METHODS

This is a retrospective study of 145 consecutive patients with newly diagnosed IDH–wild-type GBM who underwent initial resection at the University of California, San Francisco, between 2014 and 2016. Patients were grouped according to the time from diagnostic MRI to surgery (i.e., TTS): ≤ 7, > 7–21, and > 21 days. Contrast-enhancing tumor volumes (CETVs) were measured using software. Initial CETV (CETV1) and preoperative CETV (CETV2) were used to evaluate tumor growth represented as percent change (ΔCETV) and specific growth rate (SPGR; % growth/day). Overall survival (OS) and progression-free survival (PFS) were measured from the date of resection and were analyzed using the Kaplan-Meier method and Cox regression analyses.

RESULTS

Of the 145 patients (median TTS 10 days), 56 (39%), 53 (37%), and 36 (25%) underwent surgery ≤ 7, > 7–21, and > 21 days from initial imaging, respectively. Median OS and PFS among the study cohort were 15.5 and 10.3 months, respectively, and did not differ among the TTS groups (p = 0.81 and 0.17, respectively). Median CETV1 was 35.9, 15.7, and 10.2 cm3 across the TTS groups, respectively (p < 0.001). Preoperative biopsy and presenting to an outside hospital emergency department were associated with an average 12.79-day increase and 9.09-day decrease in TTS, respectively. Distance from the treating facility (median 57.19 miles) did not affect TTS. In the growth cohort, TTS was associated with an average 2.21% increase in ΔCETV per day; however, there was no effect of TTS on SPGR, Karnofsky Performance Status (KPS), postoperative deficits, survival, discharge location, or hospital length of stay. Subgroup analyses did not identify any high-risk groups for which a shorter TTS may be beneficial.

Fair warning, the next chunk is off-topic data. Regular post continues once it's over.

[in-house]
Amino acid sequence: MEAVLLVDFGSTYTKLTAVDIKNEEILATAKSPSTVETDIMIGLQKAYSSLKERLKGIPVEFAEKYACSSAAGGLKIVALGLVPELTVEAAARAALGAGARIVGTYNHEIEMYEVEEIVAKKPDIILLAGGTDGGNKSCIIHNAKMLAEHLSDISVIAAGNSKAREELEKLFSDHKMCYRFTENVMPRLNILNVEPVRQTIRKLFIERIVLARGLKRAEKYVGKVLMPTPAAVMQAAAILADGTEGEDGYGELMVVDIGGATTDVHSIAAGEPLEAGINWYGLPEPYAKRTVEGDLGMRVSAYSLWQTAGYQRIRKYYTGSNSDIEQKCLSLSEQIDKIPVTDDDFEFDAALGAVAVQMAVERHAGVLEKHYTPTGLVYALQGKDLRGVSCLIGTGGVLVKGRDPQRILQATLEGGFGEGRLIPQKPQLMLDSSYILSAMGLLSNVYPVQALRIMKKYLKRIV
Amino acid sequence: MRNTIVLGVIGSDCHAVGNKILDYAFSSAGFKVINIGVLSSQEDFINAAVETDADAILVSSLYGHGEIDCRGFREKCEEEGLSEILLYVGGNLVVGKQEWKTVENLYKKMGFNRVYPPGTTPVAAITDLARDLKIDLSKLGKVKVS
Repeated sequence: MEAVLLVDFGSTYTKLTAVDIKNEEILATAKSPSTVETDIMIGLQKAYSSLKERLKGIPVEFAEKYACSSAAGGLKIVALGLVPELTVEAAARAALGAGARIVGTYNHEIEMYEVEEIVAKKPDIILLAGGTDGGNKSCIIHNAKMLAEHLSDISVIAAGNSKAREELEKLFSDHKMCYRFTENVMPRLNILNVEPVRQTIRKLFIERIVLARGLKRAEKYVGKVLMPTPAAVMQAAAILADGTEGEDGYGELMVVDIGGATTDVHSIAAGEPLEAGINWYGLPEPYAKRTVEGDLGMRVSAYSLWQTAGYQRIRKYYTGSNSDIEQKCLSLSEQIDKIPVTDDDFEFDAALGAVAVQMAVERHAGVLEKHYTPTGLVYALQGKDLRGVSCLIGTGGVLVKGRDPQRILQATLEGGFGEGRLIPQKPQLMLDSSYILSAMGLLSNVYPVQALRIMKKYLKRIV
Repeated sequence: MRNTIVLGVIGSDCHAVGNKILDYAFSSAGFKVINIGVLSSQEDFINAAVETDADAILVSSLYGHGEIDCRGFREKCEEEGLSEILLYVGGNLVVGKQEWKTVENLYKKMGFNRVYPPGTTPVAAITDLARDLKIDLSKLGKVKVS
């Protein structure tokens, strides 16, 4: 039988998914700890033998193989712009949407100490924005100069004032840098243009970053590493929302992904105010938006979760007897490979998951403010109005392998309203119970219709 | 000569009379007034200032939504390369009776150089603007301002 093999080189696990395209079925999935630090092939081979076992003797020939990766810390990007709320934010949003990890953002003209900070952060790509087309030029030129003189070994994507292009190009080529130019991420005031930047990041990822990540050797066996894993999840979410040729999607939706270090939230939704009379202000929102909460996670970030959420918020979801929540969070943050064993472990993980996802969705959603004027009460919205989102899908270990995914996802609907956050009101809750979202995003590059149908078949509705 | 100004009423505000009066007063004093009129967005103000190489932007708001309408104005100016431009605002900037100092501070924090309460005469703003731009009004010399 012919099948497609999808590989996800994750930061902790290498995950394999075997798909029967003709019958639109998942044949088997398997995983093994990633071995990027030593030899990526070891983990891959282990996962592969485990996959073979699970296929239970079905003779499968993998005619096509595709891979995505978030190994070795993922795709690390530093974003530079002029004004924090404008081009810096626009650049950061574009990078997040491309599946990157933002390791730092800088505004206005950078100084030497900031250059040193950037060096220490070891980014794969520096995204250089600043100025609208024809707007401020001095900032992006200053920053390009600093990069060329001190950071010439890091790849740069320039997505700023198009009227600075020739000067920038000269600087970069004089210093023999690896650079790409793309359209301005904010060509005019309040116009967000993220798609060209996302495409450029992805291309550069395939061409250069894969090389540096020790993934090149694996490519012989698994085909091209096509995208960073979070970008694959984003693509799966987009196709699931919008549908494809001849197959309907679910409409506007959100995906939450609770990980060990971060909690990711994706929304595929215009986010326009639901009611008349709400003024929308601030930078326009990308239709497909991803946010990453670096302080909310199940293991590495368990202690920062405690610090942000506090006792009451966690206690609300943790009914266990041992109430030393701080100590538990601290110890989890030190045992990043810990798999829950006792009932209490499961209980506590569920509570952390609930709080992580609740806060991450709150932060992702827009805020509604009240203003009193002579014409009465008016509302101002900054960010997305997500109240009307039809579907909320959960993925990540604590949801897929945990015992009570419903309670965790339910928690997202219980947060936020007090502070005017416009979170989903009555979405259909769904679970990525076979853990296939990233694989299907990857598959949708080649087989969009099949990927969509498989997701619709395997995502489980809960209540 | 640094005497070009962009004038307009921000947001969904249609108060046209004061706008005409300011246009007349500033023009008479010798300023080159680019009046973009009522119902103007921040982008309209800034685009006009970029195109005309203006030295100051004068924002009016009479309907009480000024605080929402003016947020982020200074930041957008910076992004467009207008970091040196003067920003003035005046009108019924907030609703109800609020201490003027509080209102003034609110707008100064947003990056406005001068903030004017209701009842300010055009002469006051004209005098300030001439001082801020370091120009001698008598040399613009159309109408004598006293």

CONCLUSIONS